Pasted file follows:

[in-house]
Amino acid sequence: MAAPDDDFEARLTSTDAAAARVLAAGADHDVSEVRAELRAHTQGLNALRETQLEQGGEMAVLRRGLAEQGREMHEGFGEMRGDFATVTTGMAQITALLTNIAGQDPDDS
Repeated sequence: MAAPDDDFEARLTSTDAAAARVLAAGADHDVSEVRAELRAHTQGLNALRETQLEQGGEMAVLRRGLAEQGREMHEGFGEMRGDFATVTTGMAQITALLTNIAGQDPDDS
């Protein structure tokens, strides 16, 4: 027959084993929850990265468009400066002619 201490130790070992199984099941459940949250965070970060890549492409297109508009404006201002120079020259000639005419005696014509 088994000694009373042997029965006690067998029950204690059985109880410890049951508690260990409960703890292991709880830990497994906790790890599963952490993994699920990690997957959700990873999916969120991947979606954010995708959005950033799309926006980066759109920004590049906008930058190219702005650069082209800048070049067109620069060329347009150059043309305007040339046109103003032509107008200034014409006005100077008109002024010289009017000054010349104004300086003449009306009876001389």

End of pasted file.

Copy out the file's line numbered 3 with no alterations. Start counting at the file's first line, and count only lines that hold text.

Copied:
Repeated sequence: MAAPDDDFEARLTSTDAAAARVLAAGADHDVSEVRAELRAHTQGLNALRETQLEQGGEMAVLRRGLAEQGREMHEGFGEMRGDFATVTTGMAQITALLTNIAGQDPDDS